depression are more likely to have a genetic
    history of the disorder, often a family member
    who experienced depression at an early age, than
    patients with adolescent- or adult-onset
    depression.
  • (athealth.com 2008)

14
Adolescent Depression Risk Factors
  • Risk factors
  • Stress
  • Transitions
  • Alcohol and drug abuse
  • Long winters
  • Adoption
  • A loss of a parent or loved one
  • Parents divorce
  • Break-up of a romantic relationship
  • Learning disorders
  • Chronic illnesses
  • Abuse or neglectOther trauma, including natural
    disasters

15
Adolescent Depression Symptoms
  • Sadness or hopelessness
  • Irritability, anger, or hostility
  • Tearfulness or frequent crying
  • Withdrawal from friends and family
  • Loss of interest in activities
  • Changes in eating and sleeping habits (either
    way)
  • Restlessness and agitation
  • Feelings of worthlessness and guilt
  • Lack of enthusiasm and motivation
  • Fatigue or lack of energy
  • Difficulty concentrating
  • Thoughts of death or suicide

16
Adolescent Depression Useful tools for assessment
  • Extensive family and social history.
  • Extensive medication and medical history.
  • Conversations with current or previous
    psychotherapist.
  • Conversations with support system.
  • Becks depression inventory II.
  • Reynolds Adolescent Depression Scale- 2.
  • Mood and Feelings Questionnaire.
  • Experience.

17
Adolescent Depression Best Treatments for
Depression
  • Cognitive Behavioral psychotherapy tends to be
    effective with situational depression.
  • Medications tend to be effective with genetic
    depression.
  • Combination of the two is often the best way to
    initially treat.
  • Always assess for suicidality.

18
Adolescent Suicide
  • http//www.youtube.com/watch?vdTeytkxlDt8feature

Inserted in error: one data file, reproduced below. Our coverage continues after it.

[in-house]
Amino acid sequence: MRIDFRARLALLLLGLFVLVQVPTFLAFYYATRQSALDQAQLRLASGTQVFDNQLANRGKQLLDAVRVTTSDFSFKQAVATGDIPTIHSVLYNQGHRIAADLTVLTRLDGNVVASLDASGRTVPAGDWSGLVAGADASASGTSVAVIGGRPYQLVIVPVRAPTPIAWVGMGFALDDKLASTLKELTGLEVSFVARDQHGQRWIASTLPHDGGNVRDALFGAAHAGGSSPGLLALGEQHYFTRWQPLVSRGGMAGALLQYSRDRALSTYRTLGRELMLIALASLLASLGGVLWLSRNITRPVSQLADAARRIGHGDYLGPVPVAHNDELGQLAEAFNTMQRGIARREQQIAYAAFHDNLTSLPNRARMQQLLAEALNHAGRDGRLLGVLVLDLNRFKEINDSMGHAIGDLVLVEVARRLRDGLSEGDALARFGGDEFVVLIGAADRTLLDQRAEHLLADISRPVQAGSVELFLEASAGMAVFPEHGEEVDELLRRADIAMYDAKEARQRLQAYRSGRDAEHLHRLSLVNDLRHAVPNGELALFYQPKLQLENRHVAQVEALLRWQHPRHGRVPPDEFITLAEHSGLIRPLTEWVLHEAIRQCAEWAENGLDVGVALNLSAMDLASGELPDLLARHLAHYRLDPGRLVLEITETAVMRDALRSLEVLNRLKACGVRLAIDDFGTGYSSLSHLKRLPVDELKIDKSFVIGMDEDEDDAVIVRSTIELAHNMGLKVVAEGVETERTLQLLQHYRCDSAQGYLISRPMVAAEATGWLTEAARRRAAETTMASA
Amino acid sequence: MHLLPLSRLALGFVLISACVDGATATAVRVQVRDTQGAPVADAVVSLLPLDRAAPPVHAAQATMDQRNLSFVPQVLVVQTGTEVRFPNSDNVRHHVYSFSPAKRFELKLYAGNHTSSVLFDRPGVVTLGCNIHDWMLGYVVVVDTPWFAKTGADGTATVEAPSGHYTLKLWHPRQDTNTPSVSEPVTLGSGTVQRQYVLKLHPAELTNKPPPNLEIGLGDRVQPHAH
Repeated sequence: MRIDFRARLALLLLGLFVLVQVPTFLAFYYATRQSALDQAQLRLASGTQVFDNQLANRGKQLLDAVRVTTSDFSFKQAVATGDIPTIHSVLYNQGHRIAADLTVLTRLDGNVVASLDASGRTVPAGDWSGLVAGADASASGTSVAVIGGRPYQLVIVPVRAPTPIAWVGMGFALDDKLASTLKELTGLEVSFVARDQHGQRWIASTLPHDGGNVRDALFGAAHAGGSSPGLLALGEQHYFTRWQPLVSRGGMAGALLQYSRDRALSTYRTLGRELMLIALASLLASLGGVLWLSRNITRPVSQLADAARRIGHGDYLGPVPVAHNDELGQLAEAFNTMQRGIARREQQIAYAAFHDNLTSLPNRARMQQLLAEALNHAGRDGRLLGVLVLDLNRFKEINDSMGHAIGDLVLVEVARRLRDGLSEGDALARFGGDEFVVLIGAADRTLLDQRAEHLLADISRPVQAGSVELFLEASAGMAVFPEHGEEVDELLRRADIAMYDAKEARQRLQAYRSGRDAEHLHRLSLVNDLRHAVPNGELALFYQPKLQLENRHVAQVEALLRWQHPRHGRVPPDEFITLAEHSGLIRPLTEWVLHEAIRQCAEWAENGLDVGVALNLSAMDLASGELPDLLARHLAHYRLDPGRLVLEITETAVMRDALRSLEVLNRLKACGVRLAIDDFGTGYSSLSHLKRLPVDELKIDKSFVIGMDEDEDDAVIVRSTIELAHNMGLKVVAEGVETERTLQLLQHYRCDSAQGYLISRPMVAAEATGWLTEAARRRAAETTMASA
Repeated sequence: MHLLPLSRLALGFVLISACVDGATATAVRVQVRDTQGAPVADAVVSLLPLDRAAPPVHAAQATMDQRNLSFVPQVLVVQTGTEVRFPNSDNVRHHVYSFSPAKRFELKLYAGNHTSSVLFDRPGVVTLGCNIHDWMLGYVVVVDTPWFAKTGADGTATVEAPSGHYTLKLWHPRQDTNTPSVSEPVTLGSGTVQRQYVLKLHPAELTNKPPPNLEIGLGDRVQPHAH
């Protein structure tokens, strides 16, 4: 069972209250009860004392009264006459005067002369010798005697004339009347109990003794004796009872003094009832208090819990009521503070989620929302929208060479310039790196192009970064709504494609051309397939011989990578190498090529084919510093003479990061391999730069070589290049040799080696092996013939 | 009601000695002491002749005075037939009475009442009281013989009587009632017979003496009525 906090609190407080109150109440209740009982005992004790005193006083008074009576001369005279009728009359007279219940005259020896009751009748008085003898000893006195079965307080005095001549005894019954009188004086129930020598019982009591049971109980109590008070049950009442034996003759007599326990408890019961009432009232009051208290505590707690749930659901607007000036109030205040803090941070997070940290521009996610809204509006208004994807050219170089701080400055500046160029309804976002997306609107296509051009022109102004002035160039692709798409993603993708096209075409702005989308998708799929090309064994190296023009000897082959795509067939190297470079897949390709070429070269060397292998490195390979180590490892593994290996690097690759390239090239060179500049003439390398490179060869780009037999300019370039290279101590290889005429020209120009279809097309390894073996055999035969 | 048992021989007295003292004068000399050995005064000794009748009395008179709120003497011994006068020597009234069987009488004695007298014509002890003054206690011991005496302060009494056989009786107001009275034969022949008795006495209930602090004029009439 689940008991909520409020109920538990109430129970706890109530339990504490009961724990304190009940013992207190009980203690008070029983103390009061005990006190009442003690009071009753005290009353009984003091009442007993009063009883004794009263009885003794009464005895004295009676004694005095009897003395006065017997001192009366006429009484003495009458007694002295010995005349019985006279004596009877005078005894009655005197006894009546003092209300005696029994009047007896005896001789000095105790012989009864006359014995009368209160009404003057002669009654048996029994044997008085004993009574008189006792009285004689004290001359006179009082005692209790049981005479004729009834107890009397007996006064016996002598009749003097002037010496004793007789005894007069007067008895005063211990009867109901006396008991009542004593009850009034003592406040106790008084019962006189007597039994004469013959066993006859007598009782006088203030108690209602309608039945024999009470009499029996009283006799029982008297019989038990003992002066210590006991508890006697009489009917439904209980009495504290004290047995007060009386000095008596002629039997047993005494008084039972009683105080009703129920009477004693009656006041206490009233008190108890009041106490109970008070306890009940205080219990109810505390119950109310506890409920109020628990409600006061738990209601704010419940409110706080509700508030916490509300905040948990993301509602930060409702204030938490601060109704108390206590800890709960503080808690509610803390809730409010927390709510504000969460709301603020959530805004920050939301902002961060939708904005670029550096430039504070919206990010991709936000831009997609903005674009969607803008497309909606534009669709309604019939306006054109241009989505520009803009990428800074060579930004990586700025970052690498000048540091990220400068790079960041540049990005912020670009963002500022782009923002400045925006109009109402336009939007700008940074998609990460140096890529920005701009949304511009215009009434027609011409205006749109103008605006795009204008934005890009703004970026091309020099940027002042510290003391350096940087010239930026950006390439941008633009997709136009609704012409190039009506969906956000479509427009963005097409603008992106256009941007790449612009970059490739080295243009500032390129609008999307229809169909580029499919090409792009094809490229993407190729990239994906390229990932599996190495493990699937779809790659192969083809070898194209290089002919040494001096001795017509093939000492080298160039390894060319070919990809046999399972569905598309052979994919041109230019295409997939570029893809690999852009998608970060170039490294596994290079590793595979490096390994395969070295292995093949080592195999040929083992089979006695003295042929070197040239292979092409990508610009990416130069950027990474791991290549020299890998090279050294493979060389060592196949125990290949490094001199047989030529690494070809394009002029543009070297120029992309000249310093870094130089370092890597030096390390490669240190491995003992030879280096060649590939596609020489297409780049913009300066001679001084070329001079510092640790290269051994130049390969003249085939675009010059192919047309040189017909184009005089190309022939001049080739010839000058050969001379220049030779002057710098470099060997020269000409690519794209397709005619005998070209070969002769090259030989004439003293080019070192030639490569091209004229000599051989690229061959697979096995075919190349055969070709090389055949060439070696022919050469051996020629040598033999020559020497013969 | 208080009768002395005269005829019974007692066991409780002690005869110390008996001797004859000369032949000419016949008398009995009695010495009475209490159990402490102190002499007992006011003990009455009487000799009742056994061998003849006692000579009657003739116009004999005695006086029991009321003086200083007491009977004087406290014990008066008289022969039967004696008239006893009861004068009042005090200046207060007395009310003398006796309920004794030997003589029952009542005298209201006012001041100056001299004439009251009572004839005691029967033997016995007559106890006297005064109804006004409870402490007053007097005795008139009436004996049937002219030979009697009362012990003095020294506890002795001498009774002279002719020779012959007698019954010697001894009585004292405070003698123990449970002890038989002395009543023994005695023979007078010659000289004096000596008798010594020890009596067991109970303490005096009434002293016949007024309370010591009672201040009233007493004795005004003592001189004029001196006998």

related

19
Nationwide Suicide Numbers
  • 32,000 people successfully complete suicide a
    year.
  • Someone attempts suicide every minute.
  • Someone successfully suicides every 16 minutes.
  • Numbers do not include car accidents or
    overdose without a note.
  • - (National Center for Health,2008)

20
Adolescent Suicide Numbers
  • Male adolescents die by suicide at a rate 4x
    higher than females.
  • Female adolescents attempt suicide at a rate 3X
    higher than males
  • Of all suicide completions 80 are male- 75 are
    white males.
  • Asian American females aged 14-24 have the
    highest suicide rate (not attempts) of all the
    females of ethnicity
  • Gay, lesbian, bisexual, transgender, questioning
    have a 4X greater risk of suicide attempts than
    heterosexuals.
  • - (CDC, 2008)

21
Adolescent Suicide Numbers relate to New
Hampshire
  • US average of suicides per 100,000 is 10.8.
  • New Hampshire average of suicides per 100,000 is
    13.3.
  • Suicide is the 2nd leading cause of death after
    accidents for 10-24 year olds in NH.
  • - (CDC, 2008)

22
Adolescent Suicide Numbers relate to New
Hampshire
  • Guns
  • Presence of a firearm in a home increases the
    likelihood of a suicide by 5 times
  • Rural settings
  • Long winters
  • Isolation.
  • - (Kellermann, et al, 1992)

23
Adolescent Suicide Risk Factors
  • Mental health problems, including depression,
    bipolar disorder, and anxiety disorder.
  • Alcohol and other substance use problems
  • Loss
  • Poor impulse control
  • Personality disorders
  • - (NAMI NH 2006)

24
Adolescent Suicide Risk Factors
  • History of trauma or abuse (physical, mental, or
    sexual).
  • Prior suicide attempt (significantly increases
    risk)
  • Fascination with death and violence
  • History of bullying or interpersonal conflict
  • Compulsive, extreme perfectionism.
  • - (NAMI NH 2006)

25
Adolescent Suicide Family Risk Factors
  • Family history of suicide.
  • Depressed and/or suicidal parents.
  • Alcoholic and/or drug-addicted parents.
  • Changes in the family structure (death, divorce,
    remarriage)
  • Financial difficulties.
  • - (NAMI NH 2006)

26
Adolescent Suicide Indicators of risk
  • Difficulties at school
  • Neglect of physical appearance
  • Dropping out of activities
  • Sudden improvement in mood- after being down or
    withdrawn.
  • Giving away favorite possessions.
  • Break up with a long time partner.
  • Coming out.
  • - (NAMI NH 2006)

27
Adolescent Suicide Need for immediate action
  • Threatening to hurt or kill oneself or talking
    about wanting to hurt or kill oneself.
  • Looking for or asking about ways to kill oneself
    by seeing access to firearms, pills, or other
    means.
  • Writing about death, dying, or suicide.
  • - (NAMI NH 2006)

28
Adolescent Suicide Need for immediate action
  • Rage or uncontrollable anger.
  • Acting reckless.
  • Withdrawing from friends, family, and society.